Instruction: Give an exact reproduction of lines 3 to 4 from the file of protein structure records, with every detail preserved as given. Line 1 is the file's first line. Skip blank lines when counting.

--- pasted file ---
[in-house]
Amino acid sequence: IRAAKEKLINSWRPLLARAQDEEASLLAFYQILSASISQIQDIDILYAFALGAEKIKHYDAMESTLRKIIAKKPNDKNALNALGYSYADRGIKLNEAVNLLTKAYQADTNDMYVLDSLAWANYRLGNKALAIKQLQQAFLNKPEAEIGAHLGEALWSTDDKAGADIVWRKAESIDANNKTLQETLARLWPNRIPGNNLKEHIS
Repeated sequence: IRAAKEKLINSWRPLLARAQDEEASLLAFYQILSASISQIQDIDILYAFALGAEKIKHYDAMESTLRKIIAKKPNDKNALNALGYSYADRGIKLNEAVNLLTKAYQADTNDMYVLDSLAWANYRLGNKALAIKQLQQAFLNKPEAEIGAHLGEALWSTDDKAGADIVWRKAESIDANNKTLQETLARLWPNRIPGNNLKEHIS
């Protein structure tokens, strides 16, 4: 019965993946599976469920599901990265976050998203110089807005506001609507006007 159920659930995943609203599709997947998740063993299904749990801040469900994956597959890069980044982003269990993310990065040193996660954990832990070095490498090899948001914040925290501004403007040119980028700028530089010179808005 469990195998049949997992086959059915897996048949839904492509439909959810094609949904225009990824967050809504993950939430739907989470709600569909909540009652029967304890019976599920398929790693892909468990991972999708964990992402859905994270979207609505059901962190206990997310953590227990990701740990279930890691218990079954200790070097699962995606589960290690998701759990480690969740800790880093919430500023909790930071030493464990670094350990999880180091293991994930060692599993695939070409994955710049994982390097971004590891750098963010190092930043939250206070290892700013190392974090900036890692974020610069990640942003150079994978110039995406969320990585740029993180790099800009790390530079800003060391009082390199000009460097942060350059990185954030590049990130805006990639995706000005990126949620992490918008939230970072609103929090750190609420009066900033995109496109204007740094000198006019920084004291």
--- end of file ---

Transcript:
Repeated sequence: IRAAKEKLINSWRPLLARAQDEEASLLAFYQILSASISQIQDIDILYAFALGAEKIKHYDAMESTLRKIIAKKPNDKNALNALGYSYADRGIKLNEAVNLLTKAYQADTNDMYVLDSLAWANYRLGNKALAIKQLQQAFLNKPEAEIGAHLGEALWSTDDKAGADIVWRKAESIDANNKTLQETLARLWPNRIPGNNLKEHIS
């Protein structure tokens, strides 16, 4: 019965993946599976469920599901990265976050998203110089807005506001609507006007 159920659930995943609203599709997947998740063993299904749990801040469900994956597959890069980044982003269990993310990065040193996660954990832990070095490498090899948001914040925290501004403007040119980028700028530089010179808005 469990195998049949997992086959059915897996048949839904492509439909959810094609949904225009990824967050809504993950939430739907989470709600569909909540009652029967304890019976599920398929790693892909468990991972999708964990992402859905994270979207609505059901962190206990997310953590227990990701740990279930890691218990079954200790070097699962995606589960290690998701759990480690969740800790880093919430500023909790930071030493464990670094350990999880180091293991994930060692599993695939070409994955710049994982390097971004590891750098963010190092930043939250206070290892700013190392974090900036890692974020610069990640942003150079994978110039995406969320990585740029993180790099800009790390530079800003060391009082390199000009460097942060350059990185954030590049990130805006990639995706000005990126949620992490918008939230970072609103929090750190609420009066900033995109496109204007740094000198006019920084004291």